The two organisations representing the NHS frontline – NHS Confederation and NHS Providers – today warn that millions of patients risk being condemned to further pain and delays for their treatment if the government fails to recognise the full scale of the unprecedented impact COVID-19 has had on the NHS.
Their stark warning comes as the government finalises future NHS funding as part of the spending review. Media reports suggest decisions could come as early as next week, as parliament returns from its summer break.
The warning accompanies a new report from the two organisations, A reckoning: the continuing cost of COVID-19, setting out the full scale of the extra running costs now needed by the NHS in England. Next financial year the frontline NHS will need around an extra £10bn of revenue funding.
Between £4 and £5bn to cover extra costs driven by COVID-19, estimated in the new report as £4.6bn.
Between £3.5 and £4.5bn to recover the care backlogs created by COVID-19 across elective surgery, cancer, mental health and community services. This amount will be needed for each of the next three financial years.
Recognition that, over the last 18 months, trusts have not been able to make the annual 1.1% efficiency savings assumed in the existing NHS five-year budget given their overwhelming focus on treating COVID-19 patients and that returning to this level of savings will take time.
This is in addition to the costs of delivering the government’s key manifesto commitments of building 40 new hospitals and reforming our overstretched social care system as well as meeting the ongoing central government bill for COVID-19 activities like Test and Trace and COVID-19 vaccination.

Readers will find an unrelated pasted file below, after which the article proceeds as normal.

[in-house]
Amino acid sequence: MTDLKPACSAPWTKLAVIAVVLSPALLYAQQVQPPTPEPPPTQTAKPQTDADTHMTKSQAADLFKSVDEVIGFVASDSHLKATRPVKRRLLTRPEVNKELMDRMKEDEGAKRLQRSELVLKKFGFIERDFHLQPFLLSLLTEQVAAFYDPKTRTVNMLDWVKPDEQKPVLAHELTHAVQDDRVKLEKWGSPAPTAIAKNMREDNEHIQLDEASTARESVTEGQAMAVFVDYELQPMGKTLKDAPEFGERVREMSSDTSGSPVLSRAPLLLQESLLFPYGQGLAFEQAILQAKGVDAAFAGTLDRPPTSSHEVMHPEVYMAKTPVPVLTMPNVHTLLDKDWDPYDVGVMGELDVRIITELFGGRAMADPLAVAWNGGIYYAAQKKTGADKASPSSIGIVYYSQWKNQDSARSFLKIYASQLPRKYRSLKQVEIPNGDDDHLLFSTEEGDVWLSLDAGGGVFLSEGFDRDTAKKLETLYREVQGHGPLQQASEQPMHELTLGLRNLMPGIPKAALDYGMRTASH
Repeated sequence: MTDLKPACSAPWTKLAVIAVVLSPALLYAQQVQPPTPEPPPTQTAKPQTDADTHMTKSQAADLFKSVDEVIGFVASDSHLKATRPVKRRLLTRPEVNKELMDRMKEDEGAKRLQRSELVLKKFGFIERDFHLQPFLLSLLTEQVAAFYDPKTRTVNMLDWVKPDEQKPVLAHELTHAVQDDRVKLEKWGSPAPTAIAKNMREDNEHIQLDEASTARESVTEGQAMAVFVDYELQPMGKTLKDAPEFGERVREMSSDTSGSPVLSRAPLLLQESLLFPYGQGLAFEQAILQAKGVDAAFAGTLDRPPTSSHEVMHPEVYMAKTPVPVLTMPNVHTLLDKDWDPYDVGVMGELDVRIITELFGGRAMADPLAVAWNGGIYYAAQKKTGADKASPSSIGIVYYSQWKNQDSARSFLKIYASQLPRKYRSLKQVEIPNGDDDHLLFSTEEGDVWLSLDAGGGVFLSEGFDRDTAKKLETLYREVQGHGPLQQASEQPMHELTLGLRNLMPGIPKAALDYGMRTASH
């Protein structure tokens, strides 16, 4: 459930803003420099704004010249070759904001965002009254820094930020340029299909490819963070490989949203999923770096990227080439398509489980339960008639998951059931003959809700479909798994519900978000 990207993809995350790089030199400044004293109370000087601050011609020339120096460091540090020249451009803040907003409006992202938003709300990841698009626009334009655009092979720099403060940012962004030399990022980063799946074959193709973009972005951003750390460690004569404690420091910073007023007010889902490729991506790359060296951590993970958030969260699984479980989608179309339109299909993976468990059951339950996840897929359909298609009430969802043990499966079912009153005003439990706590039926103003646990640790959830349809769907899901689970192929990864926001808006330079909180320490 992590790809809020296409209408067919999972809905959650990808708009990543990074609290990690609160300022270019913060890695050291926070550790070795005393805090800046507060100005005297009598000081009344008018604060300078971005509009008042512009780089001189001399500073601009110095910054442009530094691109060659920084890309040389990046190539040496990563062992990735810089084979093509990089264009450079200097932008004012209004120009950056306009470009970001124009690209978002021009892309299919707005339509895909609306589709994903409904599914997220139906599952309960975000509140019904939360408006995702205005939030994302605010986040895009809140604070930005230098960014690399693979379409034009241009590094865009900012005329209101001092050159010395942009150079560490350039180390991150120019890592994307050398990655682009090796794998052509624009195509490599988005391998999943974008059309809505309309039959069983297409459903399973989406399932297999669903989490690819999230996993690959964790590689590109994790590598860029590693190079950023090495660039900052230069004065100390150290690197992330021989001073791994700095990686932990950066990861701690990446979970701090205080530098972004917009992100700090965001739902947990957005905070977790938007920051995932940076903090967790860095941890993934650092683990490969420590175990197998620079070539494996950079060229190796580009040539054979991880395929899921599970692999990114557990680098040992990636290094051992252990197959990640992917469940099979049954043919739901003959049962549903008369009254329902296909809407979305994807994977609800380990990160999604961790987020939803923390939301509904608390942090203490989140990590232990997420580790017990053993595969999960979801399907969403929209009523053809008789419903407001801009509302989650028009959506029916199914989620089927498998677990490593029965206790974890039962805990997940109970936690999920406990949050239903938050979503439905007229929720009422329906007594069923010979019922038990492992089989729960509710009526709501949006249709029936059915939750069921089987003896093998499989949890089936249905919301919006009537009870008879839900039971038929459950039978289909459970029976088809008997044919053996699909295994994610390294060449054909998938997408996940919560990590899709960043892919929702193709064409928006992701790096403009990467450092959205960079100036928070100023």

The report is based on an extensive survey of England’s 213 hospital, mental health, community and ambulance trusts, which spend nearly two-thirds of the NHS budget. It lists 15 areas where, to provide pre-COVID levels of treatment and meet the extra demand COVID-19 has created, NHS trusts will have to spend an estimated extra £4.6bn each year, compared to the existing NHS five-year budget set in June 2018.
These new extra costs include the need for trusts to have strict infection prevention and control measures in place, including personal protective equipment; rising demand from sicker patients; and from the cost of hiring temporary NHS staff to cover those who are unable to work due to sickness and self-isolation.
The chief executive of NHS Providers Chris Hopson, said:
“The NHS has consistently demonstrated that, when it is properly funded, it delivers for patients and the nation as a whole. In the early 2000s, for example, with five consecutive years of significant, real terms funding increases, the NHS cut waiting lists at record speed.
“Trust leaders have strongly welcomed the extra COVID-19 funding the government has provided. This meant that, in the January COVID-19 peak, the NHS massively increased critical care capacity at the drop of a hat to cope with 34,000 hospitalised COVID-19 patients. And, over the last nine months, the NHS has delivered a world class vaccination campaign which has been key to coming out of lockdown.
“COVID-19 is a once in a generation, global, shock, the seismic impact of which is unlike anything the service has experienced in its 73-year history. The government has said that we must learn to ‘live with COVID-19’. That means they must fully recognise the extent, length and cost of the impact of COVID-19 on the NHS.”